The final two articles in the New York Times series on “how American religious organizations benefit from an increasingly accommodating government” deal with money. Lots of money. Reporters are known for being those students who failed miserably at math and thus decided to go into a career that supposedly would keep them far far away from numbers.
Nothing could be further from the truth when it comes to real-life journalism. The best reporting involves the heavy lifting of numbers and statistics. These two articles are no exception. Fortunately for readers, reporter Diana Henriques has a pretty good grasp on the numbers, as well as the complex legal trails involved in several court disputes over tax exemptions.
I would note though that she confused a percentage translation that resulted in a correction to the fourth and final article (Henriques wrote that a pastor who opted out of Social Security would receive a 15.3 percent pay increase. The actual increase is 18.1 percent).
In the third article, focusing largely on tax breaks for religious institutions, Henriques pulls the clever journalistic trick of portraying a situation as much more dire than it really is. In this case, it’s the fact that religious intuitions receive tax exemptions. But only later in the article does she reveal that secular nonprofit groups receive those same exemptions:
Every state affords some type of property-tax exemption to churches, synagogues, mosques and other religious landowners, typically through statutes that also cover charities, libraries, museums, private schools and other secular nonprofit groups. Indeed, when the Supreme Court ruled on the constitutionality of this tax break in 1970 it noted approvingly that the benefits did not fall exclusively on churches.
But those venerable tax statutes did not envision the reality of modern congregations that operate athletic programs in their own gymnasiums or fitness centers, as well as bookstores, music and video production units, coffee shops, counseling services, ice cream parlors, child care programs and multimedia ministries that beam their messages from satellite dishes or television transmission towers.
Since when are large, multifaceted churches a new development? Sure, churches have evolved over the years with changes in technology and society. And conservative evangelical churches have risen to new prominence. But churches have always held a solid position within a community and offered a variety of services, from schools to community centers to medical facilities.
It would be have been helpful if the article mentioned that tax breaks in American society are nothing new or unique to religious organizations. They are bought and sold every summer on K Street. Yes, $500 million in tax breaks for the incomes of the nation’s ministers, rabbis and other clergy sounds like a lot, but it’s only one small hole in the national tax bucket.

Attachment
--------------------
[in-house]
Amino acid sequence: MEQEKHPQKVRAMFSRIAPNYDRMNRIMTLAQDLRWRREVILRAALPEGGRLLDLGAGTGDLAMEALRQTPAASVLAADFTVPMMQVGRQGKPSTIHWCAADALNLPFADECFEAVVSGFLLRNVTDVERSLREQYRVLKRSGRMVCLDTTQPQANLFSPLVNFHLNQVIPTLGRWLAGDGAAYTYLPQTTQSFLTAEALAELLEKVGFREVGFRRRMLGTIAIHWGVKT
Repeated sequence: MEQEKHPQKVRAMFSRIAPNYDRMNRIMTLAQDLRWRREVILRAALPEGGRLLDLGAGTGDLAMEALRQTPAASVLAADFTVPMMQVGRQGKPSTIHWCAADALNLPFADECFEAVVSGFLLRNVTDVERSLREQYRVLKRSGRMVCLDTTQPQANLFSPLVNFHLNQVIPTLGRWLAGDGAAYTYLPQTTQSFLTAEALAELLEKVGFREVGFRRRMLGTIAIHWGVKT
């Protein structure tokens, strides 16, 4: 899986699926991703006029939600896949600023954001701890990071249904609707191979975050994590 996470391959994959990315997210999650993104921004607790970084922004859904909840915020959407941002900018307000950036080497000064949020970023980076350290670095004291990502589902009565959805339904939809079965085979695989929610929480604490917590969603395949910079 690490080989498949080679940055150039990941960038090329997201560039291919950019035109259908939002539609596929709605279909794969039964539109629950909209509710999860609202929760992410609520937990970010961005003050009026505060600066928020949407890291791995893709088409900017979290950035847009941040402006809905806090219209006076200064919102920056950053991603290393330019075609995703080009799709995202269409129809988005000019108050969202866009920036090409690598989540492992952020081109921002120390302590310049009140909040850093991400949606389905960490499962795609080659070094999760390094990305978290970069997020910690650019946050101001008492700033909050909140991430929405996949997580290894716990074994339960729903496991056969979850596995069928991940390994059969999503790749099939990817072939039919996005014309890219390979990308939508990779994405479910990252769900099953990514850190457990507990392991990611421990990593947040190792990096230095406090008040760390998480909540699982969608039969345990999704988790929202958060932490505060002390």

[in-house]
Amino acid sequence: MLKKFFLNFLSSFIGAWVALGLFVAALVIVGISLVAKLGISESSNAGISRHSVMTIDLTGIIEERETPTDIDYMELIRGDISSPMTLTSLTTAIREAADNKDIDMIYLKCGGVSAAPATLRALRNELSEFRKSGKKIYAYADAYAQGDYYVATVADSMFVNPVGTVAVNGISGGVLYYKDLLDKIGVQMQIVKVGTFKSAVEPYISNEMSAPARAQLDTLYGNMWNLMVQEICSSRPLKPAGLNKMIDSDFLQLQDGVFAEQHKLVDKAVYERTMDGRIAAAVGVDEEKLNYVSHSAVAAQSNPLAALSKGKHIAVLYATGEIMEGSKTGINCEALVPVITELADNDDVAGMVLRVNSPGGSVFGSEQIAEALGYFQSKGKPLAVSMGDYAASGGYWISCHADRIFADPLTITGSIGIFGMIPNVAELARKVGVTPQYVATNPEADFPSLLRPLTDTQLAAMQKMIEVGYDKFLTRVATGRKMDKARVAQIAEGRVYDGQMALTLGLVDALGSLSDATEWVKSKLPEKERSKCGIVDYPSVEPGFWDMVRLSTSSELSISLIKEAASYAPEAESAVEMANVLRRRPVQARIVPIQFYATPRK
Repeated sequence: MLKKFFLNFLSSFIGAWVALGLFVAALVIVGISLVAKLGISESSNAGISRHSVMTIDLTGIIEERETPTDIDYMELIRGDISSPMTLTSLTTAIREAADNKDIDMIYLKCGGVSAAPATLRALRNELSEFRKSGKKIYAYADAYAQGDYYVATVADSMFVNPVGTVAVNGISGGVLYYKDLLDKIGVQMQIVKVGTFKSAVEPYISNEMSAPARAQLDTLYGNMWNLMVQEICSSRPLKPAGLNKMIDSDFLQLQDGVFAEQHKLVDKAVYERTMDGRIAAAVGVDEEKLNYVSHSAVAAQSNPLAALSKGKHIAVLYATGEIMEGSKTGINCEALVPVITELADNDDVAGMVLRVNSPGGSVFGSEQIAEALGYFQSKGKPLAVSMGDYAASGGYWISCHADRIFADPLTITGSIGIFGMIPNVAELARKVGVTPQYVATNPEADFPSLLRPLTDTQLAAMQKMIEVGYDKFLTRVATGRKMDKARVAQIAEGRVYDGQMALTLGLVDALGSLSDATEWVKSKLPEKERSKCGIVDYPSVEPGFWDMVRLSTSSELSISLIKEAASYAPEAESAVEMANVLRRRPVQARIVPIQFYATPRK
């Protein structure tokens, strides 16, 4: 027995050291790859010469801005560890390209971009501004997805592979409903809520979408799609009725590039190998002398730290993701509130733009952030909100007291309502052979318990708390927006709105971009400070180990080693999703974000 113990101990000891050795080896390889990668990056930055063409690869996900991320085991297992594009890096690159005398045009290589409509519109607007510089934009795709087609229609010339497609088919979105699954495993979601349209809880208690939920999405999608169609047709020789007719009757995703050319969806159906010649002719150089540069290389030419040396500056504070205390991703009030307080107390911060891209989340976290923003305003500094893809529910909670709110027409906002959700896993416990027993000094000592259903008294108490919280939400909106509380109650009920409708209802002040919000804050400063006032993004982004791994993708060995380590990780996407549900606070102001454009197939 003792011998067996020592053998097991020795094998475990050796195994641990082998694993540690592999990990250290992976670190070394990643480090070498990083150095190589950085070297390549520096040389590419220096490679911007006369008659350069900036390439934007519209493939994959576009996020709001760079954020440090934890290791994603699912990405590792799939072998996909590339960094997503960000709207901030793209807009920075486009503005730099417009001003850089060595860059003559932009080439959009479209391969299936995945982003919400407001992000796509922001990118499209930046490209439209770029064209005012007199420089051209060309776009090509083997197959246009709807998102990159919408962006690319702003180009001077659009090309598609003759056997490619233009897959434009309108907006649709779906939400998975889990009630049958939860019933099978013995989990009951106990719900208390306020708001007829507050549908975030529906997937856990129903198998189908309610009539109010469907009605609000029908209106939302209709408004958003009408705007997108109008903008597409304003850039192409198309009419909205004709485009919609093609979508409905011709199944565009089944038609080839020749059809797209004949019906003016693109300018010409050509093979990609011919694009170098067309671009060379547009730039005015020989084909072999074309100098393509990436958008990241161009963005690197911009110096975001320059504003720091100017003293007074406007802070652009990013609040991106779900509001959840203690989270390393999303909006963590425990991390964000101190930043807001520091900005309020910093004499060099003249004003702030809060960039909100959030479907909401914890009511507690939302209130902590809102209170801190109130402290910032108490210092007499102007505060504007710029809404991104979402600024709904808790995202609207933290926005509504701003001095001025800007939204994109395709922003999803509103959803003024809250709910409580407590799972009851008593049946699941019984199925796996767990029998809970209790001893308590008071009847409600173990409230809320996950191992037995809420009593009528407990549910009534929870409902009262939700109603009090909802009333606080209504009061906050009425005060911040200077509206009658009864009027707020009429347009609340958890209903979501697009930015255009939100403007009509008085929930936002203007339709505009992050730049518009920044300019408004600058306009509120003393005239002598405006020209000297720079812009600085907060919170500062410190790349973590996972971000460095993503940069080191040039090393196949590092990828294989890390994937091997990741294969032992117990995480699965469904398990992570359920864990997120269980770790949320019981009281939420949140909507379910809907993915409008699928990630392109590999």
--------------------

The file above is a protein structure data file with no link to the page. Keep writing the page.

Henriques says in both articles that we should be scared about the expanding tax friendliness of religious organizations and tax-free bonds given by local municipalities. From the third article:
Gradually, state bond statutes became less restrictive toward religious institutions and federal and state appeals courts started to permit tax-free financing at unabashedly religious universities — and later, religious high schools — so long as the money was used for firmly secular projects, like dormitories and dining halls. (California courts have held on to the “pervasively sectarian” standard, but three religious schools are currently challenging that approach before the State Supreme Court.)
Then from the fourth article on tax breaks:
The tax break is not available to the staff at secular nonprofit organizations whose scale and charitable aims compare to those of religious ministries like Pastor [Rick] Warren’s church, or to poorly paid inner-city teachers and day care workers who also serve their communities.
The housing deduction is one of several tax breaks that leave extra money in the pockets of clergy members and their religious employers. Ministers of every faith are also exempt from income tax withholding and can opt out of Social Security. And every state but one exempts religious employers from paying state unemployment taxes — reducing the employers’ payroll expenses but also leaving their workers without unemployment benefits if they are laid off.
The contrasting issues in the piece, of churches receiving generous help from government for financing and then accepting generous tax breaks for their status as religious institutions, is compelling. Those stingy religious groups seem to be having it both ways when it comes to the Constitution.
Henriques effectively cherry-picks cases around the country to portray this as The Situation in America. But if she talked to a few people like Saddleback’s Rick Warren, who unfortunately refused to talk for this piece, I wonder if she would have included a more precise understanding of religious leaders’ thoughts on this Constitutional church-state matter.
I ask this because I am curious. Usually the best articles deal strictly with the facts, with little shading from talking heads. But in this case a few thought leaders would have been helpful for perspective.
Are church leaders genuinely trying to have it both ways in an attempt to get their grubby hands on all the dollars they possibly can? I’m sure there are bad apples out there, people who are blatantly attempting to capitalize on the religious exemptions, but those cases should not determine the rule.
It’s also important to remember that religious organizations are anything but monolithic. I grew up in a church that did not believe in going into debt of any kind for anything. The church’s leaders would not have dreamed of working political connections for a tax-free bond.